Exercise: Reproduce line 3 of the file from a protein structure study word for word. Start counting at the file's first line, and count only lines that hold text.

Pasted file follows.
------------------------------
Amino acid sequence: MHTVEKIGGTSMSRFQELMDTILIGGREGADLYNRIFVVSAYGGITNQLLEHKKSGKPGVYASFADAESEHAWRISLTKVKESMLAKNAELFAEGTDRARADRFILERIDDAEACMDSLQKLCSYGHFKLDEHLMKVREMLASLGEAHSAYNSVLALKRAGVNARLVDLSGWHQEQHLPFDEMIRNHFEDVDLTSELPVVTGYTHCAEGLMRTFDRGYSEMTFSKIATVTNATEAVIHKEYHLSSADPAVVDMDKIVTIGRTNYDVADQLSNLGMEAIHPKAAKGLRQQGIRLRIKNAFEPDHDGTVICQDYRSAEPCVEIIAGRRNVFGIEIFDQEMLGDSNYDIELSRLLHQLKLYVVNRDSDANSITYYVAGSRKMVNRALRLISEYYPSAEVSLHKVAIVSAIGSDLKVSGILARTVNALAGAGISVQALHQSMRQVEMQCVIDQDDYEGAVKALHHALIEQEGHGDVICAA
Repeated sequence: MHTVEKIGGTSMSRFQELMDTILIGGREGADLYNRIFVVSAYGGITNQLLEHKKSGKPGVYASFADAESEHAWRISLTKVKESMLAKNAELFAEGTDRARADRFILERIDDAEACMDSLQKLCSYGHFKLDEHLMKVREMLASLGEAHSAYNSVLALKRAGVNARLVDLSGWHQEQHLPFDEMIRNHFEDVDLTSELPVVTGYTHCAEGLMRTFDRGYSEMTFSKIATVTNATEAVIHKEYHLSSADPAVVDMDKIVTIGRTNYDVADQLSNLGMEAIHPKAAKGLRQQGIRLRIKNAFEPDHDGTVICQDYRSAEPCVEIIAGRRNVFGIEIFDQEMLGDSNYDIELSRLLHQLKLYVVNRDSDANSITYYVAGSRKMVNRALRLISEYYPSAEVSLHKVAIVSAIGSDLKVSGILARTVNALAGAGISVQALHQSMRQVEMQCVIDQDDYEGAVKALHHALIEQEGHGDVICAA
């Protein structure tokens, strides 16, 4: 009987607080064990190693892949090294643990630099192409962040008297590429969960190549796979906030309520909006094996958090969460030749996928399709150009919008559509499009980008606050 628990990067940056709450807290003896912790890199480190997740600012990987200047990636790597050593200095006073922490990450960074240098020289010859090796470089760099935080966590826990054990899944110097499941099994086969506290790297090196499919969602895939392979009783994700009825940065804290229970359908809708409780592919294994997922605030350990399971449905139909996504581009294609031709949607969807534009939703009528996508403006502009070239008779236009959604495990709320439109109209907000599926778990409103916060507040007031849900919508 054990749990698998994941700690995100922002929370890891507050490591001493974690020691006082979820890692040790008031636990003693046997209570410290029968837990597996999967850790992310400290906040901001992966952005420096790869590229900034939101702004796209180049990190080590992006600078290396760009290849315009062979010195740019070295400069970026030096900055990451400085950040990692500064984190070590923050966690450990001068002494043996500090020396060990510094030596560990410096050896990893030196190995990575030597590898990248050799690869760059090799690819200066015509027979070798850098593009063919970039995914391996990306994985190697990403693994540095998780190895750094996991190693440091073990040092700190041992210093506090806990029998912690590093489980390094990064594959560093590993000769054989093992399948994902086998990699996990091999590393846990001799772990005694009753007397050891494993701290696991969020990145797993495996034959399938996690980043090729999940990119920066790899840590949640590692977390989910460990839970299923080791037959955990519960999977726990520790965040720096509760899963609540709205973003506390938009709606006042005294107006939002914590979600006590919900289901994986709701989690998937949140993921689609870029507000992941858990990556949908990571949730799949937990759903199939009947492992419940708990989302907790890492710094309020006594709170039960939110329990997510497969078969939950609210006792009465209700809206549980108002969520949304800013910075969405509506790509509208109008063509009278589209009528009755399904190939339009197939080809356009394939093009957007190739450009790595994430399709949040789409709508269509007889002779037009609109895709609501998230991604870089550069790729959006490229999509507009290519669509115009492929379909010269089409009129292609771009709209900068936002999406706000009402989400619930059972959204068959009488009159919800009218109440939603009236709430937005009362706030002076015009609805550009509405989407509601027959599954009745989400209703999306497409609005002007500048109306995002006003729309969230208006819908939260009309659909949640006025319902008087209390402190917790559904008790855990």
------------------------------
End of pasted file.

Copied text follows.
């Protein structure tokens, strides 16, 4: 009987607080064990190693892949090294643990630099192409962040008297590429969960190549796979906030309520909006094996958090969460030749996928399709150009919008559509499009980008606050 628990990067940056709450807290003896912790890199480190997740600012990987200047990636790597050593200095006073922490990450960074240098020289010859090796470089760099935080966590826990054990899944110097499941099994086969506290790297090196499919969602895939392979009783994700009825940065804290229970359908809708409780592919294994997922605030350990399971449905139909996504581009294609031709949607969807534009939703009528996508403006502009070239008779236009959604495990709320439109109209907000599926778990409103916060507040007031849900919508 054990749990698998994941700690995100922002929370890891507050490591001493974690020691006082979820890692040790008031636990003693046997209570410290029968837990597996999967850790992310400290906040901001992966952005420096790869590229900034939101702004796209180049990190080590992006600078290396760009290849315009062979010195740019070295400069970026030096900055990451400085950040990692500064984190070590923050966690450990001068002494043996500090020396060990510094030596560990410096050896990893030196190995990575030597590898990248050799690869760059090799690819200066015509027979070798850098593009063919970039995914391996990306994985190697990403693994540095998780190895750094996991190693440091073990040092700190041992210093506090806990029998912690590093489980390094990064594959560093590993000769054989093992399948994902086998990699996990091999590393846990001799772990005694009753007397050891494993701290696991969020990145797993495996034959399938996690980043090729999940990119920066790899840590949640590692977390989910460990839970299923080791037959955990519960999977726990520790965040720096509760899963609540709205973003506390938009709606006042005294107006939002914590979600006590919900289901994986709701989690998937949140993921689609870029507000992941858990990556949908990571949730799949937990759903199939009947492992419940708990989302907790890492710094309020006594709170039960939110329990997510497969078969939950609210006792009465209700809206549980108002969520949304800013910075969405509506790509509208109008063509009278589209009528009755399904190939339009197939080809356009394939093009957007190739450009790595994430399709949040789409709508269509007889002779037009609109895709609501998230991604870089550069790729959006490229999509507009290519669509115009492929379909010269089409009129292609771009709209900068936002999406706000009402989400619930059972959204068959009488009159919800009218109440939603009236709430937005009362706030002076015009609805550009509405989407509601027959599954009745989400209703999306497409609005002007500048109306995002006003729309969230208006819908939260009309659909949640006025319902008087209390402190917790559904008790855990």